New CEO to take reins of United Way

  • Friday, August 15, 2014

Lucy Woodhouse brings with her more than 25 years of nonprofit administration experience when she begins her role as the new CEO of the Georgetown County United Way on Aug. 18. Taylor Griffith/South Strand News

It’s been about 20 years since Lucy Woodhouse first came to Georgetown, and there are traces of her across the nonprofit community.

Service Over Self, an organization she founded in the mid-90s, is still thriving, and Georgetown County Habitat for Humanity has continued to grow since she left her role as executive director in 1999.

And now, after many years in Greenville, she’s back in Georgetown as the new CEO of the Georgetown County United Way. She takes the helm Aug. 18.

“This job just spoke to me,” she said with a smile.

Woodhouse has more than 25 years of experience in nonprofit administration, but she will also bring with her experience as an executive director, board of directors member, volunteer, fundraiser and grant writer for a variety of nonprofits.

“I’m excited,” she said. “One of the best things about my interview process here was that I could see how engaged the board was, they had a vision, and they wanted someone to take the time to fulfil that vision.”

That was a thrill for Woodhouse.

“I love coming into an organization and making it strong, making it better, and helping build that foundation. … I believe I’m always going to be successful in what I do, that’s just my personality, so I can’t wait to bring that to the United Way.

She hasn’t started her new position yet, but Woodhouse already has ideas for some big changes she plans to introduce to the United Way.

Expanding its coverage area is the largest change.

“We are the Georgetown County United Way, but really it’s the Georgetown and Williamsburg counties United Way.

“They are in as much need as Georgetown County is, and they’re technically under our jurisdiction, we just haven’t done a lot to reach out to them.”

She also hopes to work more closely with area businesses to ensure the organization thrives financially in the future.

Recruiting more volunteers is also a goal, but not one she’s worried about: “I think every single person wants to be a part of something bigger than they are.”

But with so many things to do, where does she plan to start?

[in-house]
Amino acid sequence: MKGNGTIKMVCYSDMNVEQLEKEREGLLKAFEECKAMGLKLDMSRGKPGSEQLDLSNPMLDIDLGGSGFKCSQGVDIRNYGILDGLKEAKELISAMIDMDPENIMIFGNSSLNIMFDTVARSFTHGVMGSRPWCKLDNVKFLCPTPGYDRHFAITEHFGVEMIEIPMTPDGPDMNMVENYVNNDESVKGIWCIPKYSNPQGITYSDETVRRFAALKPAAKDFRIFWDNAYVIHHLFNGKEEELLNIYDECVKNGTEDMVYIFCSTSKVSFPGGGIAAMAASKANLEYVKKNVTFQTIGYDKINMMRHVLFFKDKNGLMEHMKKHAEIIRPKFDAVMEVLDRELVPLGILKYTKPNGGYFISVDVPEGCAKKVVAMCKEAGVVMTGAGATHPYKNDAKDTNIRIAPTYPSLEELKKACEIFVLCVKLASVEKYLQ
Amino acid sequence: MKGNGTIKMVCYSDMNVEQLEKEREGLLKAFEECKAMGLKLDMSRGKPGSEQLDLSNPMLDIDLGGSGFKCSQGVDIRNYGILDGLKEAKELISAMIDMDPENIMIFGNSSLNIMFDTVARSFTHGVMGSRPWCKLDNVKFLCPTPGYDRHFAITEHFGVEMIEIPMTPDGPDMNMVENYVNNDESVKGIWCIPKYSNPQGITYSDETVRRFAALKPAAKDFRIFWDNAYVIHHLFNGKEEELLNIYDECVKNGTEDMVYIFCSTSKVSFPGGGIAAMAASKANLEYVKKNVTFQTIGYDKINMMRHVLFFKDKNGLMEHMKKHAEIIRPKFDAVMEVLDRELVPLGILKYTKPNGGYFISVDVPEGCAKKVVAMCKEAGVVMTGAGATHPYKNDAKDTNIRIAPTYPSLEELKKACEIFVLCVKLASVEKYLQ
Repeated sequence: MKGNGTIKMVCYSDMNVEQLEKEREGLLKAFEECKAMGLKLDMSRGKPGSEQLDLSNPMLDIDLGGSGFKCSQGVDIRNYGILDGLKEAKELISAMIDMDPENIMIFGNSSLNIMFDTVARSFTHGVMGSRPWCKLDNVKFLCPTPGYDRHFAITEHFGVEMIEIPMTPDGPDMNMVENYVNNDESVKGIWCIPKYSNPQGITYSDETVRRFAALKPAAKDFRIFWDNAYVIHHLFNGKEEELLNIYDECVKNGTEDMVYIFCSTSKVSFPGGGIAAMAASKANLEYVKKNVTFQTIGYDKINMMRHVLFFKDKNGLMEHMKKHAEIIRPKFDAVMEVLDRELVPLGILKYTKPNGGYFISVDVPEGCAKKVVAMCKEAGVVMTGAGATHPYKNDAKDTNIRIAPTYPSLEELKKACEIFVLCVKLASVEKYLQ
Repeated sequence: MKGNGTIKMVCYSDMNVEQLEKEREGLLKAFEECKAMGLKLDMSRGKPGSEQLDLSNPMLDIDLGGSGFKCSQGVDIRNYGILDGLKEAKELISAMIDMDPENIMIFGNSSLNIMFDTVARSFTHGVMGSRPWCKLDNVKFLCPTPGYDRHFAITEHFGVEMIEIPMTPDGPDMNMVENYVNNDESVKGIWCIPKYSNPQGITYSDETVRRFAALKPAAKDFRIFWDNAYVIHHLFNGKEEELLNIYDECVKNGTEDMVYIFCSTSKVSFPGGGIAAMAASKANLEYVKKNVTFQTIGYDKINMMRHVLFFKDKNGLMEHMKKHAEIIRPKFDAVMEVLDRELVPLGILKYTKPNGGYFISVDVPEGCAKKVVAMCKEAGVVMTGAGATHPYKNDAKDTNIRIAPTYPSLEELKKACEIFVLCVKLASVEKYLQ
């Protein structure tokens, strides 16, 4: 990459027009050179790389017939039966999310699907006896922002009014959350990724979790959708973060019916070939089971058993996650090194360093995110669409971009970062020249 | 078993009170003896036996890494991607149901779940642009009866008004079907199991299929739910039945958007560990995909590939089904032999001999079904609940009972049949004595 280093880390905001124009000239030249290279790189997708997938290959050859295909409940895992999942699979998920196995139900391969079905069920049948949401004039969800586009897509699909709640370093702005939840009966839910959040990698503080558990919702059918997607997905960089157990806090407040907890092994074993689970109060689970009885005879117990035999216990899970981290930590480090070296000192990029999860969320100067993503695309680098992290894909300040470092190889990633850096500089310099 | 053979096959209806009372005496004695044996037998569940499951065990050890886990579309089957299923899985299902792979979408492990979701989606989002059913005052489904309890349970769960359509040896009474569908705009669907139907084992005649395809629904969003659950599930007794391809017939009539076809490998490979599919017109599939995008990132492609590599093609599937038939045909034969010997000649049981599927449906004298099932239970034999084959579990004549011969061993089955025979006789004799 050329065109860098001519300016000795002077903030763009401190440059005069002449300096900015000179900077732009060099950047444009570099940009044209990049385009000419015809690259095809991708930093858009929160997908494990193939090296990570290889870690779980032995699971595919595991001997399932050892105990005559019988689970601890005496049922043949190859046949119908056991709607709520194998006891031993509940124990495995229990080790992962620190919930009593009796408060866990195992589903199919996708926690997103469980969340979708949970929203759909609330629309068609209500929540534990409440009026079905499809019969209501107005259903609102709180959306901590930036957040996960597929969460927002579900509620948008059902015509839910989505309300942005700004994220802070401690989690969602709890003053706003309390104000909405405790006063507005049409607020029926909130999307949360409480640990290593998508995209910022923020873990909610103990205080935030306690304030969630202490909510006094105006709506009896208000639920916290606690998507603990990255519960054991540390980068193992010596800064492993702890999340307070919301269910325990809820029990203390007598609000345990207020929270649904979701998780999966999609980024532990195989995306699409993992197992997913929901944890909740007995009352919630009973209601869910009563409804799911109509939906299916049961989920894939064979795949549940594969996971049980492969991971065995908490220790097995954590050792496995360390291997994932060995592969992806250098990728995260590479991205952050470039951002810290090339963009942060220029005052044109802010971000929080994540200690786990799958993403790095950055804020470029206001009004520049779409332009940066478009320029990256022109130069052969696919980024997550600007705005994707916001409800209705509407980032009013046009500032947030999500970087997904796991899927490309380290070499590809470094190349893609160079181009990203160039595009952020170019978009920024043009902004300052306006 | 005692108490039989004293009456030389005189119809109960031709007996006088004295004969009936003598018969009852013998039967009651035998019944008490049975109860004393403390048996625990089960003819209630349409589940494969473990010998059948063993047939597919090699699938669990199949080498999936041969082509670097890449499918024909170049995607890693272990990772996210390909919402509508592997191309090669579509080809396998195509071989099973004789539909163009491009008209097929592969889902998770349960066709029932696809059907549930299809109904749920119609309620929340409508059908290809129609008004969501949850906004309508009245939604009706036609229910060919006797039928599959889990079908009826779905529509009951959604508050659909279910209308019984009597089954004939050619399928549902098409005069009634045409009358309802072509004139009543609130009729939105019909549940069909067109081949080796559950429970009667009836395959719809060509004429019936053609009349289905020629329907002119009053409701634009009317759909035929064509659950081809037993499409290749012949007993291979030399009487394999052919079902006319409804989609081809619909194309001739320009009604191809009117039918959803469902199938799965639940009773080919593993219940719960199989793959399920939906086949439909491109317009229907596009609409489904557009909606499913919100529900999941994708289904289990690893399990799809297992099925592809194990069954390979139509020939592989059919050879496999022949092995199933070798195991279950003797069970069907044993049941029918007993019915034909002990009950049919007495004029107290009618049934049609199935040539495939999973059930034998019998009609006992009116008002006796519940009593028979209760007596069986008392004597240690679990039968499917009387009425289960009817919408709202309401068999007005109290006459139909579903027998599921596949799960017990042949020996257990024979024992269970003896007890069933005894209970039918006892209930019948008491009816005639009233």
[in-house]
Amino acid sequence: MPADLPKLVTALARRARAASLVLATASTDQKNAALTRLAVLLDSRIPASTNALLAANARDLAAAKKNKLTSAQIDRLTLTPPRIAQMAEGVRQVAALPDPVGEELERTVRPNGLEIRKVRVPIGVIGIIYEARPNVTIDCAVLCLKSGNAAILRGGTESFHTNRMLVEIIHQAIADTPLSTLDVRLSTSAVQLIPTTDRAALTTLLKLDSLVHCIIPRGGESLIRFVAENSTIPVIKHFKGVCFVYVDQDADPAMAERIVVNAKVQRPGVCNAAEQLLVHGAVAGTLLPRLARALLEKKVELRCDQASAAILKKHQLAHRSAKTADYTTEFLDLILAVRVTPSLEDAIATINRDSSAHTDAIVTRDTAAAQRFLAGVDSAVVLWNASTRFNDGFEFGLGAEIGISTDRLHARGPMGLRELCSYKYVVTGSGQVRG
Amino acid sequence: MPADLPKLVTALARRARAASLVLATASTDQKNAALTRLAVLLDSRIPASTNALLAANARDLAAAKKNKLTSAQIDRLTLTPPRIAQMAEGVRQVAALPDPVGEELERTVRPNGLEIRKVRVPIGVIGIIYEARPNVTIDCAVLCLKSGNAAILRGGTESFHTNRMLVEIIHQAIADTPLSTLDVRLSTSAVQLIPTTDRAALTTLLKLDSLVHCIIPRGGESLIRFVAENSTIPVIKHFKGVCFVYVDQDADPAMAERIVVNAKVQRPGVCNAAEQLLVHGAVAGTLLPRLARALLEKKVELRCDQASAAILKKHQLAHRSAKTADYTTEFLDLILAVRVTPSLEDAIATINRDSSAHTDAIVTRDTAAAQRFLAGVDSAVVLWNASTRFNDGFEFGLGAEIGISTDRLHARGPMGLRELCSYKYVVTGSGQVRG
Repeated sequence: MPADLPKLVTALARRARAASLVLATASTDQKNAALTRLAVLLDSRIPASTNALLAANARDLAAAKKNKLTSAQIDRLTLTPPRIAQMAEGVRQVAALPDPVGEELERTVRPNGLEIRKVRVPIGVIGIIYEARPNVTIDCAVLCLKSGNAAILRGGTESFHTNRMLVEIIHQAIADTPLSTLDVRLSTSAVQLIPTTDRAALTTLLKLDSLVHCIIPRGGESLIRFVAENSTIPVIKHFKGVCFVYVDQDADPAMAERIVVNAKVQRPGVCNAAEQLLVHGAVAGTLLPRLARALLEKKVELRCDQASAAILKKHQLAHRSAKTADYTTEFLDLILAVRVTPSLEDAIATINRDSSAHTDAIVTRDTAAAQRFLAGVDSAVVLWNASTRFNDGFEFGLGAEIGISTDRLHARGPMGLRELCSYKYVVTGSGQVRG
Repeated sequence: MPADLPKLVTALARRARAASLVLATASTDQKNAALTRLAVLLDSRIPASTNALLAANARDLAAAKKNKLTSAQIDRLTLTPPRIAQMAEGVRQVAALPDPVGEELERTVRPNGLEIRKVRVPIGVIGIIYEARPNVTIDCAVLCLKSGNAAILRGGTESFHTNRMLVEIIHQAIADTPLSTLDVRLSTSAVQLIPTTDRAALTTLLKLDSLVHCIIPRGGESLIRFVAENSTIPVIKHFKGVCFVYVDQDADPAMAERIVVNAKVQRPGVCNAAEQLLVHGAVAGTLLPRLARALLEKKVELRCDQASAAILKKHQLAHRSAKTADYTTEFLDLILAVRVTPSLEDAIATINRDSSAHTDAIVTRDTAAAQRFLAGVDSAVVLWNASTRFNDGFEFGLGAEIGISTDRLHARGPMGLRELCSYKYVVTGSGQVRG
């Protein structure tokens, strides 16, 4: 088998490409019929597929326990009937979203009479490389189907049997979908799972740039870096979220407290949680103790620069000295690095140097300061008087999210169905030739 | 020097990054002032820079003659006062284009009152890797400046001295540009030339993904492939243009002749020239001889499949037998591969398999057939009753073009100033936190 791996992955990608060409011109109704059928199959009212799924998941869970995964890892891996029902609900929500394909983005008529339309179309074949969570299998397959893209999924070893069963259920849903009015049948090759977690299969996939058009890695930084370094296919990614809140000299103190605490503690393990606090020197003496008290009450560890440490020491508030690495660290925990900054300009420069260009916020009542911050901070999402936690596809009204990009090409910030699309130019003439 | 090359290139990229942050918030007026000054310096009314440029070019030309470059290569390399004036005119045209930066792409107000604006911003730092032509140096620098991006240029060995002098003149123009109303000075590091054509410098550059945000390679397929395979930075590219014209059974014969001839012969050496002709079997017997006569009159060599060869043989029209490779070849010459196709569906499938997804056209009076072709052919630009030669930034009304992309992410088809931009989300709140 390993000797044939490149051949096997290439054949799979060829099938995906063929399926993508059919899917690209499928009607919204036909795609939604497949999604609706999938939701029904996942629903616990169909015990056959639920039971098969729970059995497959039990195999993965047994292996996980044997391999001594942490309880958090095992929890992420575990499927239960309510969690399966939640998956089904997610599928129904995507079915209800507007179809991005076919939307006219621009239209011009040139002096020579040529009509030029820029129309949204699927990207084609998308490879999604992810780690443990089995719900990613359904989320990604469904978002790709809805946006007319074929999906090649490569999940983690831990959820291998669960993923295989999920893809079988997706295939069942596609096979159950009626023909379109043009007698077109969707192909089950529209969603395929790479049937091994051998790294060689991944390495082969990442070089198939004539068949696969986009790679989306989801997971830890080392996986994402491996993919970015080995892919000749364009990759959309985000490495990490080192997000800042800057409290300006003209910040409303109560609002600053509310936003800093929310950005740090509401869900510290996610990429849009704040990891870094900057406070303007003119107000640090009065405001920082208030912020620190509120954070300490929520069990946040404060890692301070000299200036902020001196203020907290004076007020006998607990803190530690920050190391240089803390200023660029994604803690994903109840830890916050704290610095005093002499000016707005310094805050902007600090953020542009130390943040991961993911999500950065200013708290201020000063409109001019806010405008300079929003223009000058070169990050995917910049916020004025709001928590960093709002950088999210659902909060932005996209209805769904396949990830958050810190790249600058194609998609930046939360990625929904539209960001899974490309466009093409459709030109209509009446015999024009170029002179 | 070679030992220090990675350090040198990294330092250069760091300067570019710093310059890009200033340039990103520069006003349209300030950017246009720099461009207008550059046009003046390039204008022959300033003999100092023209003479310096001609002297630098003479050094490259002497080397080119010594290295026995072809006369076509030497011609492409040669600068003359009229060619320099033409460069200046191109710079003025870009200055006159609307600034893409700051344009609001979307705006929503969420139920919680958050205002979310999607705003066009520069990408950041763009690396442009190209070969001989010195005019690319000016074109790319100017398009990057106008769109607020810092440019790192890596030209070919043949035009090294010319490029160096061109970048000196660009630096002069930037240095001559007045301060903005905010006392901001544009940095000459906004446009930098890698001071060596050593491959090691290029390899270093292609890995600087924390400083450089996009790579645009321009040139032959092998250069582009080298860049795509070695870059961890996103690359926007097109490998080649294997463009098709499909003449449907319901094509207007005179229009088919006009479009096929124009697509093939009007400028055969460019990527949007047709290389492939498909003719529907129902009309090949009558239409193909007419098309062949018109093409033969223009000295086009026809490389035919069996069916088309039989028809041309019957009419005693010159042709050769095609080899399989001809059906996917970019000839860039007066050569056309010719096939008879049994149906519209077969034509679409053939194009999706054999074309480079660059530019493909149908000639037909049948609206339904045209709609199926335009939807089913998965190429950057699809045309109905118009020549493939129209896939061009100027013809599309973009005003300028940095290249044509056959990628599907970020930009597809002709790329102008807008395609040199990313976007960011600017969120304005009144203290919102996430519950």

“Well, we need a few more people on the board. We need to have a good, diverse mix.”

Once the board is replenished, rebuilding the committees will follow.

But after that, she’s unsure what will follow.

“We need to help create a vision, where the United Way is going to take us, and I don’t know where that is yet.”

It’s a challenge Woodhouse said she’s ready to embrace.

“We have a wide variety of people here, from the very wealthy to the very rural, the very poor, and there’s so much to do, it’s important to think about how can we use both of those to make something good. … What are the areas we can make a difference? What are the areas that aren’t being addressed?”

Her biggest task, she said, will be “mobilizing the community resources, and that means money, people, talent and skill.

“I like to enable people. Everyone has a talent or a skill they can contribute.”

Luckily for Woodhouse, her family is just as enthusiastic about her new career as she is.

“The boys are just awesome,” she said of 15-year-old Colt and 13-year-old Bryson. “They have just taken this move and run full force with it.”

The family, including Bob the dog, has been established in Pawleys Islands for several weeks now and is already adjusting to the beach lifestyle. Woodhouse said Colt has been marching with the Waccamaw High School marching band for a couple weeks and Bryson is preparing to join the soccer team at Waccamaw Middle School.

Beginning to interact with people in the community has reminded Woodhouse of why she enjoyed living in Georgetown previously, she said, and it’s what she’s looking forward to the most about her move back.

“Just getting back out in this community, meeting people, that has reminded me how great the community here is. That’s one of the things I remember most about living here; everyone is so caring, so giving.”

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